Effect of Operative Delivery in the Second Stage of Labor on Breastfeeding Success

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Operative delivery rates are currently rising in many countries, but the effects of this factor on the initiation and duration of breastfeeding are unclear. The purpose of this study was to evaluate breastfeeding success after instrumental vaginal delivery or cesarean section at full dilatation, and to investigate whether timing of discharge after operative delivery affects breastfeeding rates.


A prospective cohort study was conducted of 393 women with term, singleton, live, cephalic pregnancies who required delivery in theater during the second stage of labor between February 1999 and February 2000. Postal questionnaires were mailed to participants at 6 weeks and 1 year. Logistic regression models were used to explore the relationships between infant feeding and mode of delivery, controlling for factors previously correlated with breastfeeding success.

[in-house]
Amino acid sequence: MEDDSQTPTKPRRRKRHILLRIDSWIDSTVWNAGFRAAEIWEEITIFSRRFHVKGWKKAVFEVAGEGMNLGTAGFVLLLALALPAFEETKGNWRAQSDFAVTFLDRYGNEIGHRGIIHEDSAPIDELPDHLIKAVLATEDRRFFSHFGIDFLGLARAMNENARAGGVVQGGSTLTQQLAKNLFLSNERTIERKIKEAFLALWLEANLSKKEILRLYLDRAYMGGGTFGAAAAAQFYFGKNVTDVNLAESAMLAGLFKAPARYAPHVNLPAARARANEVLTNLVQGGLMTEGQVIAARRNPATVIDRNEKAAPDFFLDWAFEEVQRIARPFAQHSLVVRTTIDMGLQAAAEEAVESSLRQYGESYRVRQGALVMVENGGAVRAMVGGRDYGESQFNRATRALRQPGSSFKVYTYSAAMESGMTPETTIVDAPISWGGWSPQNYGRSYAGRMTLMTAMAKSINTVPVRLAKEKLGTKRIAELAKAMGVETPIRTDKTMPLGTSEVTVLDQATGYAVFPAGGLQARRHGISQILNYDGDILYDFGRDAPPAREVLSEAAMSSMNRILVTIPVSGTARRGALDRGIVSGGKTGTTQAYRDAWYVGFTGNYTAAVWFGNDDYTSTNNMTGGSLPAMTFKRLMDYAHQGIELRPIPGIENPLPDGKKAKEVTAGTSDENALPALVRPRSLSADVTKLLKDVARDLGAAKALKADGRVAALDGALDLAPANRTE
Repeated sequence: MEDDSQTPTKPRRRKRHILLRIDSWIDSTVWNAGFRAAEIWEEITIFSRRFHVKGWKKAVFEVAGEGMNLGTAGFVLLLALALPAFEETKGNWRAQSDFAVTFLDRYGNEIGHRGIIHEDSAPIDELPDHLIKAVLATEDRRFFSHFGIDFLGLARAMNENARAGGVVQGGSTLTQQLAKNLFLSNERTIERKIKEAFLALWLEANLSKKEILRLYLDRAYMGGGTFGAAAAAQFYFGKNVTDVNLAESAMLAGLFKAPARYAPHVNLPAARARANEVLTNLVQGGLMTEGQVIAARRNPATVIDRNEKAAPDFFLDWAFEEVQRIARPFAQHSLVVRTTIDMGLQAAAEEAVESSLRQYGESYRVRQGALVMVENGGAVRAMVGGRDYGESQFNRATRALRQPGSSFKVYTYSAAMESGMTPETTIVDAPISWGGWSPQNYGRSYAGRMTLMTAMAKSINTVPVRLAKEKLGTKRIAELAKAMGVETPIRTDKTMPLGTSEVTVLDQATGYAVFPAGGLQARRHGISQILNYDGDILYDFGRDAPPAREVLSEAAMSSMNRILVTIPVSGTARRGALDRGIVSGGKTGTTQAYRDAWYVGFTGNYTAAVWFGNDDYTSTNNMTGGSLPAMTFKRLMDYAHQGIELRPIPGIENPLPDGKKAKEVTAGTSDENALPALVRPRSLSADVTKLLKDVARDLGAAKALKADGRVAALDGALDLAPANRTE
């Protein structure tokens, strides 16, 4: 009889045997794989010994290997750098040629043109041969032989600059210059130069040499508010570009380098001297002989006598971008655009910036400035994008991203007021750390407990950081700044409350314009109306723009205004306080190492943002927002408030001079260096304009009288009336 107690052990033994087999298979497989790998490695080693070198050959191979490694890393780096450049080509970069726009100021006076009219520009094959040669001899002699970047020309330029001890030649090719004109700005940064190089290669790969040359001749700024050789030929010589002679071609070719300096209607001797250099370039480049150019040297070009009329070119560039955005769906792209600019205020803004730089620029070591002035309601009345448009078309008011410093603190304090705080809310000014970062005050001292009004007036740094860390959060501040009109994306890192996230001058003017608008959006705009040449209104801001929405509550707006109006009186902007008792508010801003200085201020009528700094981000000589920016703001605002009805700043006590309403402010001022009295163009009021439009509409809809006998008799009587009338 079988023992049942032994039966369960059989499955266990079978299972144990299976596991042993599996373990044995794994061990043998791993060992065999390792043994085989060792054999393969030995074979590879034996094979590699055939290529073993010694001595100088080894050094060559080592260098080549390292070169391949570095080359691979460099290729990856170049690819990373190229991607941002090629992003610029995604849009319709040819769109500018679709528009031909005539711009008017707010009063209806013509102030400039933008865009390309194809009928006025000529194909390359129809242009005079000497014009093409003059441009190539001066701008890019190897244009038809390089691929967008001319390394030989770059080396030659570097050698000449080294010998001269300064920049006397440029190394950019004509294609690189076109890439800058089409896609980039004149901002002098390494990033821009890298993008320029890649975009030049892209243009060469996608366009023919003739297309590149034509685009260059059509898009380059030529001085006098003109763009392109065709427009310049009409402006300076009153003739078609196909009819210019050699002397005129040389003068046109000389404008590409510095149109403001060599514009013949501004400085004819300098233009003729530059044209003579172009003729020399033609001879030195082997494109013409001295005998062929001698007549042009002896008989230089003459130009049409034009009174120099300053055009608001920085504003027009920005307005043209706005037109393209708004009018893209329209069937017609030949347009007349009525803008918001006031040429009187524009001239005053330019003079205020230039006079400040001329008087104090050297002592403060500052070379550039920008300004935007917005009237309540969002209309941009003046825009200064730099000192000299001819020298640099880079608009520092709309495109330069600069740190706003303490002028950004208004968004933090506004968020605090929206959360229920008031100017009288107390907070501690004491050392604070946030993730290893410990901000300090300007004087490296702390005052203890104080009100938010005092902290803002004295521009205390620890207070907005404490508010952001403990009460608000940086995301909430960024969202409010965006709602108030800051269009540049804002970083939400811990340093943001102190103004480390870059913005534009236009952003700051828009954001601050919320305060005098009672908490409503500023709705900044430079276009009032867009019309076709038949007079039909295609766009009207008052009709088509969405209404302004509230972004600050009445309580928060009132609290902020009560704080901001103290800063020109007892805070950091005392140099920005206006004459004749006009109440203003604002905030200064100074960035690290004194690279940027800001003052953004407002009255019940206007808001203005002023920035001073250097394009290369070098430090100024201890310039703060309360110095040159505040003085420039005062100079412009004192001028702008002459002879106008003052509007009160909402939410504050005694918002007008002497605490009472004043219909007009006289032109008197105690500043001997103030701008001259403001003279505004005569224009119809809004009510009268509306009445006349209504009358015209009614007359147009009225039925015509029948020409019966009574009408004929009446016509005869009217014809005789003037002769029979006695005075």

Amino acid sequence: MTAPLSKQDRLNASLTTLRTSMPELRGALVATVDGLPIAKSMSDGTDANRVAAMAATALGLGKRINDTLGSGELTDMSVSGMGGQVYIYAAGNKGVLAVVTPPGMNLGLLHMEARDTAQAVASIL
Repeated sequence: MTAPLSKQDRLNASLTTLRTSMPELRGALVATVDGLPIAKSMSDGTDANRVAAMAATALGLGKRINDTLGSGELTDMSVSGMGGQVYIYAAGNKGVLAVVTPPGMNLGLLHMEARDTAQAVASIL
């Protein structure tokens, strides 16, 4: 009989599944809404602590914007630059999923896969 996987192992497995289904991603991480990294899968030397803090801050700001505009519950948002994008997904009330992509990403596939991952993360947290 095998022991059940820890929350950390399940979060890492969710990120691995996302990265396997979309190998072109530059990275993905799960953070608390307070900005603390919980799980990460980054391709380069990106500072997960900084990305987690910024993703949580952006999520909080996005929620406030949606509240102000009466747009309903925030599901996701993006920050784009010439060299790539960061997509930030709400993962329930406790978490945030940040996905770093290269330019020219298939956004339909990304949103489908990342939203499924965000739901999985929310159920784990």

Rates of exclusive breastfeeding at discharge and 6 weeks postpartum were 70 and 44 percent, respectively. No significant differences occurred when instrumental vaginal delivery was compared with cesarean section, adjusted OR 0.84 (95% CI 0.50, 1.41) and 1.15 (95% CI 0.69, 1.93) respectively. Breastfeeding rates after failed instrumental delivery were similar to those after immediate cesarean section, adjusted OR 0.99 (95% CI 0.72, 1.38) and 1.28 (95% CI 0.91, 1.78). Women who had a longer in-patient stay after cesarean section were more likely to achieve exclusive breastfeeding at hospital discharge (78% vs 66%, p = 0.03).


Method of operative delivery in the second stage of labor does not appear to influence initiation or duration of exclusive breastfeeding. A longer inpatient stay may help cesarean-delivered women to initiate breastfeeding.

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